Eat to Live

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Whether you are a caregiver to a senior citizen or you are living your golden years yourself, you need to be aware of the changing nutritional needs of our bodies as we age.

While we may need fewer calories, we need better, more nutrient dense foods. We still need the same amount of protein, vitamins and minerals. In special circumstances, we may need more. The skin doesn’t process sunlight as well as it did in past years to provide us with adequate vitamin D. Since vitamin D helps us absorb calcium, when our vitamin D levels are low, we will also be low on calcium. Calcium is then leached from the bones to provide us with the calcium that we need for other functions and bones become brittle. Neuromuscular dysfunction can also set in and falls can be eminent. Falls cause 11,000 deaths per year. It is possible that senior citizens may need vitamin D supplementation. (1) See your M.D. to determine if supplementation is necessary. Fatty fish, vitamin D fortified foods such as milk, some orange juice and some cereals, beef liver, cheese and egg yolks are dietary sources of this necessary vitamin.

Vitamin B-12 is supplied by the process of the stomach acid breaking B-12 down in our stomachs. After age 50, the stomach acid may be decreased and we may be deficient in B-12. B-12 helps keep our nerve and blood cells healthy and helps to synthesize DNA. It helps prevent megaloblastic anemia that causes exhaustion. Supplementation may be necessary. Your physician can make this determination. Good food sources are clams, beef liver, fortified yeast, wild rainbow trout and cooked sockeye salmon and fortified cereals. Synthetic supplemental vitamin B-12 and foods fortified with synthetic vitamin B-12 contain B-12 in a free form that doesn’t have to be broken down in the stomach like the B-12 in foods.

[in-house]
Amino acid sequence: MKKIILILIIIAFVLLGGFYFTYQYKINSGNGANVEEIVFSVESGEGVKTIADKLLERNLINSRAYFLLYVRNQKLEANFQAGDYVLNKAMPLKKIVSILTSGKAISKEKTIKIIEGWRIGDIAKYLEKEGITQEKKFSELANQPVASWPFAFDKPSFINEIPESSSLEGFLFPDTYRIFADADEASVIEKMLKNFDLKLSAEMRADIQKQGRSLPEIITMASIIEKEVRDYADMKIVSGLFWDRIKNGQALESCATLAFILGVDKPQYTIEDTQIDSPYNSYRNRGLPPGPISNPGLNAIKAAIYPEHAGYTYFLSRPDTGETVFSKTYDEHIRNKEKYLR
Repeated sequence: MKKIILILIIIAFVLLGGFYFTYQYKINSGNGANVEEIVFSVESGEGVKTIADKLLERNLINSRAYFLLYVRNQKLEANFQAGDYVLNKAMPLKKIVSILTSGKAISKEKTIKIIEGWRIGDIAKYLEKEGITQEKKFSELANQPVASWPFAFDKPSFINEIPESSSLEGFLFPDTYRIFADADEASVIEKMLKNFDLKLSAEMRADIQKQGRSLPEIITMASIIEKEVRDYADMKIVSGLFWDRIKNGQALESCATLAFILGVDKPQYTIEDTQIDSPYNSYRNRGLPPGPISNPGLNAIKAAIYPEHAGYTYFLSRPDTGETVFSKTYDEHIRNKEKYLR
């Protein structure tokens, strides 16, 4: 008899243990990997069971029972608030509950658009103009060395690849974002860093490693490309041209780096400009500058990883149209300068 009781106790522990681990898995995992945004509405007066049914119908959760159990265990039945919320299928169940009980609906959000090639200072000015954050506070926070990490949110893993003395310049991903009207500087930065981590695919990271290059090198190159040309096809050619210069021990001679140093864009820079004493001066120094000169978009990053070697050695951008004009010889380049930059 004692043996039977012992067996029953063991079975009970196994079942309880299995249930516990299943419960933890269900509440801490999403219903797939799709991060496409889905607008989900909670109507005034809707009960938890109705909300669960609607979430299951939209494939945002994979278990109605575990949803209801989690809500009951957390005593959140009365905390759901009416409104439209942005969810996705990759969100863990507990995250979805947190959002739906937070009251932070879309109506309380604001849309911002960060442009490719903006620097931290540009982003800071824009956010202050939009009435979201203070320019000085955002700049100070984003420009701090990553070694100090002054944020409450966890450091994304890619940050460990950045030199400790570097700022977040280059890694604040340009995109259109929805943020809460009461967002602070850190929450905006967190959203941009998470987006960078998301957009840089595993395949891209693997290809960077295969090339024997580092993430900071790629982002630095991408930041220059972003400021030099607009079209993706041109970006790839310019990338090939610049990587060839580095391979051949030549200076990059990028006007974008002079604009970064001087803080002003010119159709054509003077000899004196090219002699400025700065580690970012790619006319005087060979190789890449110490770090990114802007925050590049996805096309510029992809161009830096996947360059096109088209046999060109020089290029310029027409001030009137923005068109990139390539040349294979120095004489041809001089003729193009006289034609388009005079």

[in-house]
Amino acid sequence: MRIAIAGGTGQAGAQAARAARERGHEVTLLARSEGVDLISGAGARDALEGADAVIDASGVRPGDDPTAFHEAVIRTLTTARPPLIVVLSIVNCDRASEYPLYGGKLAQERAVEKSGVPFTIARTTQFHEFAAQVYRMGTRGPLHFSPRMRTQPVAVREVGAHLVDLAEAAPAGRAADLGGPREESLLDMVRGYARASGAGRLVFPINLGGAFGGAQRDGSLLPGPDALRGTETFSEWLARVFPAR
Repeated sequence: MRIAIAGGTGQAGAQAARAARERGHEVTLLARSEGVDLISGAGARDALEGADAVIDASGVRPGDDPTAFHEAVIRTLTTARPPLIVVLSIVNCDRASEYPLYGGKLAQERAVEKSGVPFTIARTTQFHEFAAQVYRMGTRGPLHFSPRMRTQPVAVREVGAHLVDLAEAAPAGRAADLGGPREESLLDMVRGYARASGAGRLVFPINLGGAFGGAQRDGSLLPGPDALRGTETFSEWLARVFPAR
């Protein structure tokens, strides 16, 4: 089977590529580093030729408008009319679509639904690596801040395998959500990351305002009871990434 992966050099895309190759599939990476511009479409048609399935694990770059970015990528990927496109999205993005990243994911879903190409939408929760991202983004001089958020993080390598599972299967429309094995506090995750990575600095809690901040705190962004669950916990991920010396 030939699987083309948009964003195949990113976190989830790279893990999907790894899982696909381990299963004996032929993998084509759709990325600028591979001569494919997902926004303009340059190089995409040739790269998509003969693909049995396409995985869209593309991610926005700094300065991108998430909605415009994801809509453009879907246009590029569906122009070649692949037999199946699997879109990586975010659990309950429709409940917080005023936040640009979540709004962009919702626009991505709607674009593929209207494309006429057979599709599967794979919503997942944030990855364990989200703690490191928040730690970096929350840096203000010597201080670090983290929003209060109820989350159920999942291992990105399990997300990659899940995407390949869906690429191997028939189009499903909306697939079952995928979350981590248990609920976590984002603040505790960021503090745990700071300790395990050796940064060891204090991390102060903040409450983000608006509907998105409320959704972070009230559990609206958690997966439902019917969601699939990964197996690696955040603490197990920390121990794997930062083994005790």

I am a heavy weight trainer. My first objective is strength and health and then I go after the look. I have discovered that I have to make every calorie count. There is no room in my diet for empty calories. I need a lot of protein and a significant number of calories each day. I limit my carbohydrates but absolutely do not advocate keto. In order to get the total package of strength, health and a lean, muscular physique, I have to seek out nutrient dense foods. Although I eat significant calories, I do control my calories. I count every single one. I “spend” those calories wisely, packing as much protein and fiber into each meal as I possibly can. The result is that I’m rarely hungry and in less than two years I have more than quadrupled my deadlift. As we age there is less wiggle room in our diet. If we are serious about fitness, we must eat like it. Decide what kind of life you want and make it happen. Most of your future will be decided by how you eat. If you remain strong, healthy and vital there is no limit to what you can do. If your health fails due to poor nutrition, your life will be centered around sickness and your activities will be limited.

Most adults over 50 need a little extra fiber to maintain bowel health. Fiber also helps prevent Type 2 diabetes and lowers your risk for heart disease. Whole-grain breads and cereals, beans, peas and fruits and veggies can supply all of your fiber needs.

Avoid transfats and eat saturated fat sparingly to help avoid heart disease. Polyunsaturated and monounsaturated fats from nuts, seeds, avocados, olive oil and fatty fish are your best choices for healthy fats. There is evidence that fatty fish will improve brain health which can possibly combat the onset of various brain disorders that are more common in senior citizens.

Carbohydrates are an excellent fuel source for our brain as long as they are complex carbohydrates. Simple carbohydrates tend to have a negative effect on our brains. High intake of simple carbohydrates have been linked to mental decline in seniors.

Along with a healthy diet, exercise is critical for maintaining a healthy mind and body as we age. Consult your M.D. for a program that is suited to your needs. A good exercise regimen coupled with a healthy diet can extend your years and give you quality of life in those years. The decision is yours to make. Do you want to become dependent on others or do you want to remain independent and able to enjoy life to it’s fullest? Sometimes it takes a lifetime to work into doing the things that we’ve always wanted to do. At 62 I went ziplining for the first time. I had wanted to do that for years. Since I eat David’s Way and work out, it was a wonderful experience to finally create that moment in time to fly through the air, jumping off of a tower 200 feet into thin air.

Get healthy and truly live until you die. Make a bucket list and start checking things off. Fun is waiting.

https://www.webmd.com/healthy-aging/features/nutritional-needs-change-as-you-age

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